Amyotrophic lateral sclerosis (ALS) is the most common adult-onset motor neuron disease resulting from the loss of upper and lower motor neurons, typically fatal within 5 years of symptom onset. Our studies during the initial funding period have discovered protein biomarkers in ALS and candidate diagnostic biomarkers for ALS. However ALS progresses much more rapidly in some patients (death within 1 year from diagnosis) while others progress much more slowly (greater than 10 years from diagnosis to death). It is unclear why patients progress at quite differing rates, and few studies have explored disease progression within individual patients over time. We propose in this next funding period to generate a novel resource of longitudinal blood and CSF samples collected from ALS patients, neurologic disease controls, and healthy controls. We have extensive experience in collecting longitudinal samples from patients and controls and already have preliminary data indicating specific protein levels change during ALS disease progression. We will use these longitudinal samples to explore proteomic and extracellular RNAs (exRNA) to discover biomarkers for ALS disease progression. We will use both targeted and unbiased proteomic technologies, as well as novel exRNA methodologies in both blood and CSF. We hypothesize that specific biomarker signatures can be identified that correlate to clinical parameters of disease progression (fast vs. slow), therefore providing insight into molecular mechanisms that regulate disease progression. Our proposed studies will provide novel insight into proteomic changes during disease progression and characterize exRNAs in blood and CSF to discover novel exRNA biomarkers of disease progression. Finally, we will combine these complex proteomic and genomic datasets to discover biomarker panels for ALS disease progression.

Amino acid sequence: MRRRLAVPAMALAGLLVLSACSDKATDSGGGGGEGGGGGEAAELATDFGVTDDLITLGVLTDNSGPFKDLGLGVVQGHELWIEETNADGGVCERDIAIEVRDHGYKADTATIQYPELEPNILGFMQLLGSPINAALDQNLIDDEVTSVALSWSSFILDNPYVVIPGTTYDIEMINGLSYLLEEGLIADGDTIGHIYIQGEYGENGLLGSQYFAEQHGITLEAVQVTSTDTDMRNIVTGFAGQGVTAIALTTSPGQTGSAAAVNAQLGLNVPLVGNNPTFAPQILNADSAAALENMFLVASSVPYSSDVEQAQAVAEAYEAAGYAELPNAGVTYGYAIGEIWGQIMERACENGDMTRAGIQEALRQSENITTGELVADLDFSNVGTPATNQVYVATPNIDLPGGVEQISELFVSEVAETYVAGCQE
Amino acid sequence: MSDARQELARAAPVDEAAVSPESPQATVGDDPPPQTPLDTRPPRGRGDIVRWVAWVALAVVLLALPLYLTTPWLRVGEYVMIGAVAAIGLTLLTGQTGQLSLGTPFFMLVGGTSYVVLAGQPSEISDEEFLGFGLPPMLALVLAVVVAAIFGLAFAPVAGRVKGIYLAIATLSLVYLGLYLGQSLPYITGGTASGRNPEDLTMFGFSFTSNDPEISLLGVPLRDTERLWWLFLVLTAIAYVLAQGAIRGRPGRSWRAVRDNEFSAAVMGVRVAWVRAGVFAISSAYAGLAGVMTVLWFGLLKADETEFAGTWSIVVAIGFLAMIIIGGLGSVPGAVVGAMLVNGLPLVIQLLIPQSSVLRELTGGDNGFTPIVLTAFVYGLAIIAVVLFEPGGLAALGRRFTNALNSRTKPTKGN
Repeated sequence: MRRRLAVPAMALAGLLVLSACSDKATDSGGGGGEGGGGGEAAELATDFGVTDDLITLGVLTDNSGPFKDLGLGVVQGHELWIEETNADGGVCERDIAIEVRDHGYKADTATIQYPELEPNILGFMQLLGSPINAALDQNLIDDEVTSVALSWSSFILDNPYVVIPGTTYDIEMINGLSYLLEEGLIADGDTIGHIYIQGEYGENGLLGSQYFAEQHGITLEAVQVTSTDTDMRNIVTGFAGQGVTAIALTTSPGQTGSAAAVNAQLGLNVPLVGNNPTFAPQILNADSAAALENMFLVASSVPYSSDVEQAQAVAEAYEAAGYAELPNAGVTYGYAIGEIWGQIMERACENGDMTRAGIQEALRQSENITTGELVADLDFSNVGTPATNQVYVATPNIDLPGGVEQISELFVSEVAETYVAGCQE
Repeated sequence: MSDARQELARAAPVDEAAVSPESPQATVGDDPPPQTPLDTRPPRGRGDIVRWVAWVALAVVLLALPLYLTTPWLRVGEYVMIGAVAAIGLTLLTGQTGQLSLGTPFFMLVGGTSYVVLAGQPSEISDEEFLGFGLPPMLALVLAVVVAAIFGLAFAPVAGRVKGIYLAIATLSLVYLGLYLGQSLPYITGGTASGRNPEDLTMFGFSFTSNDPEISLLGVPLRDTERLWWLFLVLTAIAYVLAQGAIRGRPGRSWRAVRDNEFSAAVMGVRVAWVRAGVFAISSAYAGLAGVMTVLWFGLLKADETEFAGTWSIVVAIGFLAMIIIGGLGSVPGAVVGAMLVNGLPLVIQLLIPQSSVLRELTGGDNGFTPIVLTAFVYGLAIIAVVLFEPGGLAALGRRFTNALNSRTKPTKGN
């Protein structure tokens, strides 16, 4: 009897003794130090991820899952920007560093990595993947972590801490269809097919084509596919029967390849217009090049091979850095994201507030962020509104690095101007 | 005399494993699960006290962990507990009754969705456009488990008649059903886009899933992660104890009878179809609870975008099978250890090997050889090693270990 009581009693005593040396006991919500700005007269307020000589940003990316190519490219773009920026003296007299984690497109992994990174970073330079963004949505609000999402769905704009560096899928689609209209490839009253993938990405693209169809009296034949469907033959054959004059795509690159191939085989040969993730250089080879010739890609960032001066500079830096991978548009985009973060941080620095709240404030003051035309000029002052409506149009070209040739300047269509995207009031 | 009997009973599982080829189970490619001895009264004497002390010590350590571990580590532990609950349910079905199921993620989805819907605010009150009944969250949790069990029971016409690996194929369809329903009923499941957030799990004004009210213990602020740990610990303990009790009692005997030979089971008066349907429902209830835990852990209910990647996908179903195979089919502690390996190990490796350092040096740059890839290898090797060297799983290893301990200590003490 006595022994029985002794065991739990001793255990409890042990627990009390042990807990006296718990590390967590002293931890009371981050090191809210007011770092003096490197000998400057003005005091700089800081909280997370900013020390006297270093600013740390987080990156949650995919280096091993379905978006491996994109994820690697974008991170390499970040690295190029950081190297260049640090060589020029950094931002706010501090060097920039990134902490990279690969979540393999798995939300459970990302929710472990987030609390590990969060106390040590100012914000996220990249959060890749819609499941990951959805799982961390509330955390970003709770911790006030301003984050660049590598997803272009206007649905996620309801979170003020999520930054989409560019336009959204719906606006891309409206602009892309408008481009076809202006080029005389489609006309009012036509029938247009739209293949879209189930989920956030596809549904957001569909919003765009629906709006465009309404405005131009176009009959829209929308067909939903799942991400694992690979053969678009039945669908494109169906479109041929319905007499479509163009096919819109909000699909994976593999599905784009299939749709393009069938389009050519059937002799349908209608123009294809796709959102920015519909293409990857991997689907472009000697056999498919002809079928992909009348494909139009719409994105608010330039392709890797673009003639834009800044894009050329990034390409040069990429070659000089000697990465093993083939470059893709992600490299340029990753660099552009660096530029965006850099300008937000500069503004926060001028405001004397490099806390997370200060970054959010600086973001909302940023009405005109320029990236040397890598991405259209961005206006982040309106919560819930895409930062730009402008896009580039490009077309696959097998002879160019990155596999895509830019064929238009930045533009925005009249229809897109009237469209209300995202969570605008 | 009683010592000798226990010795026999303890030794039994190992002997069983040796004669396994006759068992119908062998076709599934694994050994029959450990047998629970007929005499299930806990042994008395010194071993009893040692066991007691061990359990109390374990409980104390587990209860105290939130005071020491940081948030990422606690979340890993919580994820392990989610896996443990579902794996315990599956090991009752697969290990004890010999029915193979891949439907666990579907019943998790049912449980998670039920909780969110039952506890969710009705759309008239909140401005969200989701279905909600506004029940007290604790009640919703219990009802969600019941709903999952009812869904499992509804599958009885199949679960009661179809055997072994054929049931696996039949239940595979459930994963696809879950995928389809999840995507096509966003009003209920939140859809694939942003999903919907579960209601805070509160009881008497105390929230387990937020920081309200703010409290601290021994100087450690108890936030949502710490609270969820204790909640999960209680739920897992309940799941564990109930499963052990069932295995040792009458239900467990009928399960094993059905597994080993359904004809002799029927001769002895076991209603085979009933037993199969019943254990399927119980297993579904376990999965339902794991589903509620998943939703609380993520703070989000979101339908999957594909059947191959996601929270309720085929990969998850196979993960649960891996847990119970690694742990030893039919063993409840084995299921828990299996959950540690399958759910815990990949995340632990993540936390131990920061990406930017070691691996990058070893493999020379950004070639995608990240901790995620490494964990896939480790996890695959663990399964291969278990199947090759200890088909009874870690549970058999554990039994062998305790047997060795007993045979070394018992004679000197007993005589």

This project will create a biorepository of blood and CSF samples from patients with amyotrophic lateral sclerosis (ALS) and control subjects. These samples will be used to identify new markers of disease progression that can be used to monitor drug effects in clinical trials and to stratify patients as fast or slow progressors. Our findings ill lead to new insights into how the disease progresses within individual patients and potentially new targets for drug therapy.
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